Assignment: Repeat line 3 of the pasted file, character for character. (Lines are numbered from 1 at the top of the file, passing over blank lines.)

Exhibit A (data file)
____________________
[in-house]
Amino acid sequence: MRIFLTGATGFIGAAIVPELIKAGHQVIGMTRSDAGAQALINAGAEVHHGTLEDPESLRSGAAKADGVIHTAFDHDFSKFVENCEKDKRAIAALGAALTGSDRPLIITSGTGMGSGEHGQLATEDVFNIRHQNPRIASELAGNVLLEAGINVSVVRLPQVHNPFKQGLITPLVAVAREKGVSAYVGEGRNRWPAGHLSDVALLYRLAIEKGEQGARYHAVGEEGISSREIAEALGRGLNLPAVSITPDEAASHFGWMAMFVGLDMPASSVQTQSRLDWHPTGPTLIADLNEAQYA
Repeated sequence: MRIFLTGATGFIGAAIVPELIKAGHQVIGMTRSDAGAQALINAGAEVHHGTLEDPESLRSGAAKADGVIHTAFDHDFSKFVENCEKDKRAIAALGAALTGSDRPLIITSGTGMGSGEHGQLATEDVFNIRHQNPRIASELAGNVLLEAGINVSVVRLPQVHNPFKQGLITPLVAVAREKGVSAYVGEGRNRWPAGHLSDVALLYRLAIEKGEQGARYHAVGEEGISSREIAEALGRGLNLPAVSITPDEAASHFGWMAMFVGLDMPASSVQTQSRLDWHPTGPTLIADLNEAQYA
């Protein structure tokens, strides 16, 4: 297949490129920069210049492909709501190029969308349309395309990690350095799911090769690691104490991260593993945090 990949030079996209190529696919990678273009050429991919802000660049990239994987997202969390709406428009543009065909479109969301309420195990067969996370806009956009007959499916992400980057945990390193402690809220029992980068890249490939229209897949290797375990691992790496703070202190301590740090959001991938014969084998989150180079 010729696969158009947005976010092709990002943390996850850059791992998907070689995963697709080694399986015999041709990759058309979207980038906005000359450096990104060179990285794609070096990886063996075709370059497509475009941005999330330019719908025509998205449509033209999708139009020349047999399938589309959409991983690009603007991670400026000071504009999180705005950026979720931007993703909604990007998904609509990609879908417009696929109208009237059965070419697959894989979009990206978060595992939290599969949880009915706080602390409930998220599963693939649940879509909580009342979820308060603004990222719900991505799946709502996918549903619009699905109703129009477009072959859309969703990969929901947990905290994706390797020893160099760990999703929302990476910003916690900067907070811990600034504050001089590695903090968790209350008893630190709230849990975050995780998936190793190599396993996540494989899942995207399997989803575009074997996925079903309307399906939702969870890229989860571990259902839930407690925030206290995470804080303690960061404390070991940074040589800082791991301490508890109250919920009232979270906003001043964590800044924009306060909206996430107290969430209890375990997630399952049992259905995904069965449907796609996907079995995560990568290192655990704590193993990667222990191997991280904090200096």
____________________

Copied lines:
Repeated sequence: MRIFLTGATGFIGAAIVPELIKAGHQVIGMTRSDAGAQALINAGAEVHHGTLEDPESLRSGAAKADGVIHTAFDHDFSKFVENCEKDKRAIAALGAALTGSDRPLIITSGTGMGSGEHGQLATEDVFNIRHQNPRIASELAGNVLLEAGINVSVVRLPQVHNPFKQGLITPLVAVAREKGVSAYVGEGRNRWPAGHLSDVALLYRLAIEKGEQGARYHAVGEEGISSREIAEALGRGLNLPAVSITPDEAASHFGWMAMFVGLDMPASSVQTQSRLDWHPTGPTLIADLNEAQYA